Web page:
New Chicago Schools CEO Will Have to Repair District’s Reputation, Fight Decreasing Enrollment

Photo credit: Chicago Public Schools via Facebook.com

The new chief executive of Chicago Public Schools knows she will have to navigate a complex landscape of mistrust, controversy, and politics to make changes in the nation’s third-largest school district. In a recent interview with the Chicago Tribune, she discussed her priorities.

Janice Jackson, formerly the chief education officer, was named acting CEO of the district in December and is expected to be confirmed permanently by the school board this month. She took over when the previous CEO, Forrest Claypool, stepped down amid allegations that he lied during an ethics investigation.

In addition to trouble at the top, analysts have called into question recent reports praising Chicago’s student growth and raised concern about the city’s graduation rates.

Getting out from under the shadow of her predecessors and restoring trust in the district will be priorities for Jackson, who attended Chicago Public Schools, and previously served the district as a teacher, principal, and district administrator.

We’ve outlined her stated priorities as she moves into the new role.

1 Restoring trust

Succeeding two disgraced CEOs — one of whom went to prison for participating in a kickback scheme — is a challenge in itself, but the district is also under the microscope for a number of other scandals, including doubts about rising graduation rates, a state investigation into special education practices, and, most recently, allegations that employees stole gift cards meant for students and their families.

“If people don’t believe in the district, if they don’t believe that the district is going in the right direction, they’re not believing in the work that so many people are doing at the local level,” she said.

2 Dealing with underenrollment and underperforming schools

Decreasing enrollment across the district and underenrollment at a number of schools has fueled questions about whether the district will close schools in 2018. After the district shut down 50 schools in 2013, it put in place a five-year moratorium on closures that lifts this year.

The issue of underenrollment “personally worries me,” Jackson said. Whether to close struggling schools, attempt to turn them around, or implement special programming to improve them will be a “neighborhood by neighborhood decision,” she added.

3 Getting finances under control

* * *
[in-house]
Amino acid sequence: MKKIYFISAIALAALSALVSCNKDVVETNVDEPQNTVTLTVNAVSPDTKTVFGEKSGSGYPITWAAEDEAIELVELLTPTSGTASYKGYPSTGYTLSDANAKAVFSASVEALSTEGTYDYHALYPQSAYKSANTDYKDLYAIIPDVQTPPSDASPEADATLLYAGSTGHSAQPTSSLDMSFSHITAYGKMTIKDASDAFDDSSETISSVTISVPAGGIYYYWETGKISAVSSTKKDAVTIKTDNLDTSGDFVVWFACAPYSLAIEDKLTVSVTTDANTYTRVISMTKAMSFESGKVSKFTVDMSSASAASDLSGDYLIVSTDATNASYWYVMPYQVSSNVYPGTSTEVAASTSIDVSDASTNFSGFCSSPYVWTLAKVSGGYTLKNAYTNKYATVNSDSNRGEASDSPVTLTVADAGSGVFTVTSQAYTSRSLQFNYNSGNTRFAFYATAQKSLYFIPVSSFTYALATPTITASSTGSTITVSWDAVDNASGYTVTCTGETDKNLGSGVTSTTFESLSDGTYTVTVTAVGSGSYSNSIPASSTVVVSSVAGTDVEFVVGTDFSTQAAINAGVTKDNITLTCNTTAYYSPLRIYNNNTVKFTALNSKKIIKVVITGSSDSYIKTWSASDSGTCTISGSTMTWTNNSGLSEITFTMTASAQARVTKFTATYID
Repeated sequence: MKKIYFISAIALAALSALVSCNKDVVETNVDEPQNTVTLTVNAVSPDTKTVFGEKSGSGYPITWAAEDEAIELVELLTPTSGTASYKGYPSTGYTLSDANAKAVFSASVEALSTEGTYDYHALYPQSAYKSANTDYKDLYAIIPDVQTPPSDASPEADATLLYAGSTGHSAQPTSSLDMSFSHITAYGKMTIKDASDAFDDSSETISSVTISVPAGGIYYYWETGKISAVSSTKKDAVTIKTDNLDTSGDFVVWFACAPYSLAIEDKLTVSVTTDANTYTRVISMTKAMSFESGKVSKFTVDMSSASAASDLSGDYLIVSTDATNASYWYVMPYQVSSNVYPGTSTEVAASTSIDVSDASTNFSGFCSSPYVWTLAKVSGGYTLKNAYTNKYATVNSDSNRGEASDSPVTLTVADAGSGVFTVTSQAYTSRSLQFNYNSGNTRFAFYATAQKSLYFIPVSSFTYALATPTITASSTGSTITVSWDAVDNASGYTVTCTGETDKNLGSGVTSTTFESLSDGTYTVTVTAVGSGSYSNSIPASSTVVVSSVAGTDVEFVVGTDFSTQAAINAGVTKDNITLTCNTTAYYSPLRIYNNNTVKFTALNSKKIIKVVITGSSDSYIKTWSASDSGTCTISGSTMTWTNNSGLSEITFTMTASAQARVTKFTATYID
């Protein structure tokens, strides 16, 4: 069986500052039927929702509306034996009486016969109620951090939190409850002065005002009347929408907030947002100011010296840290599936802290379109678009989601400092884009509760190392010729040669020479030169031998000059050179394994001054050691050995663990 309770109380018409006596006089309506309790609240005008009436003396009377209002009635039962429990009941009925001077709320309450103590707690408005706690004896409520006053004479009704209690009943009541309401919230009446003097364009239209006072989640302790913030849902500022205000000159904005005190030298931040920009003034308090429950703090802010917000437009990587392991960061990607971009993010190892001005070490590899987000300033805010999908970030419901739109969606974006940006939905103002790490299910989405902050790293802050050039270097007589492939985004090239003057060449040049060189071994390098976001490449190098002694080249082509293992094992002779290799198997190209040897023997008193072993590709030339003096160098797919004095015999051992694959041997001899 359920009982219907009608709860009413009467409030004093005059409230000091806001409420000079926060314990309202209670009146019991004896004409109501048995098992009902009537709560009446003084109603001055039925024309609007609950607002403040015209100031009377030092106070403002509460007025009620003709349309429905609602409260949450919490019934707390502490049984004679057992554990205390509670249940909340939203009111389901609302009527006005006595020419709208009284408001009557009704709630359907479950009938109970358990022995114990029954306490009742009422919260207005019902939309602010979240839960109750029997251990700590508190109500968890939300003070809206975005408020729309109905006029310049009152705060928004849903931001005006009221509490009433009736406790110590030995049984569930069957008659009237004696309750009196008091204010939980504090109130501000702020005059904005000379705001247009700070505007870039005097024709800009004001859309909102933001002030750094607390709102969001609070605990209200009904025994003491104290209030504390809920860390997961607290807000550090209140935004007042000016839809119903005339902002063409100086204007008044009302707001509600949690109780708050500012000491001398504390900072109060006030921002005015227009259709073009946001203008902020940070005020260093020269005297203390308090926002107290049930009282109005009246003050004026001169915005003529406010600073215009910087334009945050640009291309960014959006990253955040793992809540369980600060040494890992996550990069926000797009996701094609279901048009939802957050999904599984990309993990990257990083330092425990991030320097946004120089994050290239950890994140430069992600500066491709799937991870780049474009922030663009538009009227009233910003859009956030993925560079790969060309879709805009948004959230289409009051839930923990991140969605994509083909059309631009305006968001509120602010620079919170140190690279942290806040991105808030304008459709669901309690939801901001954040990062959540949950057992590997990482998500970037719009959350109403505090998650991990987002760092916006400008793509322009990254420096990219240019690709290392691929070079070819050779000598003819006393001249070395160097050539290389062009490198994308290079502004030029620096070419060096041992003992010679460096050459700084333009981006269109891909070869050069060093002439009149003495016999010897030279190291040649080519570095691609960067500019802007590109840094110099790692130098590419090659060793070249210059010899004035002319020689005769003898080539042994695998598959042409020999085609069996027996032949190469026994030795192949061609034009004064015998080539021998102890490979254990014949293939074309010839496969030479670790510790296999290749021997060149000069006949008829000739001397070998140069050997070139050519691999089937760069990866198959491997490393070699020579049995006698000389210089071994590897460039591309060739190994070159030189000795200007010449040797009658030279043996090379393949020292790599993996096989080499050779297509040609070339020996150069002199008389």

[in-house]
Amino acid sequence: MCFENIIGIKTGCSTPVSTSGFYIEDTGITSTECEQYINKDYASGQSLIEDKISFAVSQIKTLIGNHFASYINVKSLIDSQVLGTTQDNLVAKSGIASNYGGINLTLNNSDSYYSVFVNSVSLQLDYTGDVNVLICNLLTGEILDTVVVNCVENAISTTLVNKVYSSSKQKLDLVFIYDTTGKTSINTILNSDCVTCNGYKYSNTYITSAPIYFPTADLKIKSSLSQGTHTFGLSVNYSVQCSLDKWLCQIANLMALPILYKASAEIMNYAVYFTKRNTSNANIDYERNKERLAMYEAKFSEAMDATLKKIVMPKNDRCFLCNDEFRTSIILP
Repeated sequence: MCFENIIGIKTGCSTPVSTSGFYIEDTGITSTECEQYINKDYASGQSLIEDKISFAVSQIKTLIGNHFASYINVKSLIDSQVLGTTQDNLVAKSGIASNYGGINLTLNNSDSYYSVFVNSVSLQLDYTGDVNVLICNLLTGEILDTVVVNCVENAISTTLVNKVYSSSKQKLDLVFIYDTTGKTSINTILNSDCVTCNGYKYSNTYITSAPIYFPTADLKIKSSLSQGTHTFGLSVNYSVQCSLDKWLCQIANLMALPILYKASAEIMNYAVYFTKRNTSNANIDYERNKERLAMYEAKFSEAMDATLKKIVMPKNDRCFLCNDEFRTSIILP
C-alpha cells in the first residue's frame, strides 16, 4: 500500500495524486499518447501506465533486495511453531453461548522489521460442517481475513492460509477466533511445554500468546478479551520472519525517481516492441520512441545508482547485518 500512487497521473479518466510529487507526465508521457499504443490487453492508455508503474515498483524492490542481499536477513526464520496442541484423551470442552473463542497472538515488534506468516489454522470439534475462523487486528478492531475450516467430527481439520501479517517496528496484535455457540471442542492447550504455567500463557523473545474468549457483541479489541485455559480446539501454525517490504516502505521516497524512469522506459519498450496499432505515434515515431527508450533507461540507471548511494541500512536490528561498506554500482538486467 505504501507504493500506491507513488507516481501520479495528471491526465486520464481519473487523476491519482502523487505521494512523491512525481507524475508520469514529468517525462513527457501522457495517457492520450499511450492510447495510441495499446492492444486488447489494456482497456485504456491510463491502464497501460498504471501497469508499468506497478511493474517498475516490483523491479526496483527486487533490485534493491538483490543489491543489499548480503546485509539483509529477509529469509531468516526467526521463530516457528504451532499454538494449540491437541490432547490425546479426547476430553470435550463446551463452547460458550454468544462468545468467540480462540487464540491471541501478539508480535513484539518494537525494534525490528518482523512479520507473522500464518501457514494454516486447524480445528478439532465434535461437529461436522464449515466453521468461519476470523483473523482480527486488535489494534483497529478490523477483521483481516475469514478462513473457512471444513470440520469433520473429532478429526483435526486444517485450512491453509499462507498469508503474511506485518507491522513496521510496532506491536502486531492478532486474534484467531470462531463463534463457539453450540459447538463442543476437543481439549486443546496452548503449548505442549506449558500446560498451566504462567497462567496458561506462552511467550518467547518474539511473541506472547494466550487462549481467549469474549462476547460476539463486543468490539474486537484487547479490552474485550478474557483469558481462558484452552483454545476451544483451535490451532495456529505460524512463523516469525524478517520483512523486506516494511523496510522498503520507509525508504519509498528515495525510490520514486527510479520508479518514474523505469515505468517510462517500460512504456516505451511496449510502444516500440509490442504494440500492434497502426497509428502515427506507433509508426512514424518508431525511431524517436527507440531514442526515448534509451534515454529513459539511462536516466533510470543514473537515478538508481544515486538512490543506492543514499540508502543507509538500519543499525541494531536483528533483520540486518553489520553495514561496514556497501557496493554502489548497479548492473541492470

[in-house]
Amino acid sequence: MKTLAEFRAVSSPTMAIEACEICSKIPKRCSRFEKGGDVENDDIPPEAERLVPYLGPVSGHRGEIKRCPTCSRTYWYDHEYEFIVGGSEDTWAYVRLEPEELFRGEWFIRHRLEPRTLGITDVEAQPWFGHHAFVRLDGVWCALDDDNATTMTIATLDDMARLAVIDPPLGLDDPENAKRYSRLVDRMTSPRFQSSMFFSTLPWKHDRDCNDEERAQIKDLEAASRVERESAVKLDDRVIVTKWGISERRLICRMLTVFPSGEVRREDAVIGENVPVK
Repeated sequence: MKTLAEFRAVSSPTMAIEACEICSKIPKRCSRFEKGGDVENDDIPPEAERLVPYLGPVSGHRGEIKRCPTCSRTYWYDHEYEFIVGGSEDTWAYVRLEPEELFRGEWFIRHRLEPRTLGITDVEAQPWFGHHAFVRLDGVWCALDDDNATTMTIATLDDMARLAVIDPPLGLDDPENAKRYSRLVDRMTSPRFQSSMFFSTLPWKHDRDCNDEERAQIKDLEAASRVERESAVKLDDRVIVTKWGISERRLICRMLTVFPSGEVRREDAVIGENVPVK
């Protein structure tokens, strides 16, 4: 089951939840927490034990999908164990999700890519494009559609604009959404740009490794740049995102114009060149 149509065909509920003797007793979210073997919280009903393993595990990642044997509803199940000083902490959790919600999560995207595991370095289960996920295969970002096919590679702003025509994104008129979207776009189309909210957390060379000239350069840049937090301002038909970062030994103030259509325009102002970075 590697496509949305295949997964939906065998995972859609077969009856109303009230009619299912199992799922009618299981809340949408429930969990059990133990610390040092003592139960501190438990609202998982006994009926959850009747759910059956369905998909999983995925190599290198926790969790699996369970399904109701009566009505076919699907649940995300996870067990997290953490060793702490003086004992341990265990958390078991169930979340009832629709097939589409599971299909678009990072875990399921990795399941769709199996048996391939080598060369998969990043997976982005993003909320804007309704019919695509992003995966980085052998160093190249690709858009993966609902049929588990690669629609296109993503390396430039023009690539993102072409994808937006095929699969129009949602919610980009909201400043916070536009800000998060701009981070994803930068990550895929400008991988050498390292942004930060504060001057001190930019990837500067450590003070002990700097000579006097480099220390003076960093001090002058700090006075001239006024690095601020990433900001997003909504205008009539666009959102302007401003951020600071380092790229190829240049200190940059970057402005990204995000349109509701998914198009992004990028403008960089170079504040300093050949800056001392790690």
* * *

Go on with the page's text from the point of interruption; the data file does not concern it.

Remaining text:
In the interview with the Chicago Tribune, Jackson said that although the district needs more funding from the state, she wants to decrease the amount the district borrows annually to less than $1 billion. The Chicago Board of Education had $6.2 billion of outstanding debt last year, according to a CPS report, and Jackson said the annual debt is more than $1 billion.

“Illinois definitely has to allocate more money for education. I think many people agree with that,” she said, noting that the district also needs to spend more efficiently and deal with its debt.

4 Ensuring all students are getting a quality education

Ultimately, Jackson will focus on ensuring that all kids are getting a good education in the district where her own children attend school, she said.

“At the end of the day, I’m gonna always look at it like an educator and like a parent,” she said of making decisions about schools.

Despite its reputation as a leading district in growth and graduation rates, Chicago has come under attack for allegedly allowing large numbers of students to graduate without passing annual tests. Diminishing budgets have prevented underenrolled schools from offering students elective courses, extracurricular programs, and other resources. Additionally, Chicago’s charter schools have outshone district schools in recent years (though district schools appear to be closing the gap, if slowly).

The Chicago school board is expected to officially make Jackson the CEO at its January 24 meeting.

Get stories like these delivered straight to your inbox. Sign up for The 74 Newsletter

Republish This Article

We want our stories to be shared as widely as possible — for free.

Please view The 74's republishing terms.

On The 74 Today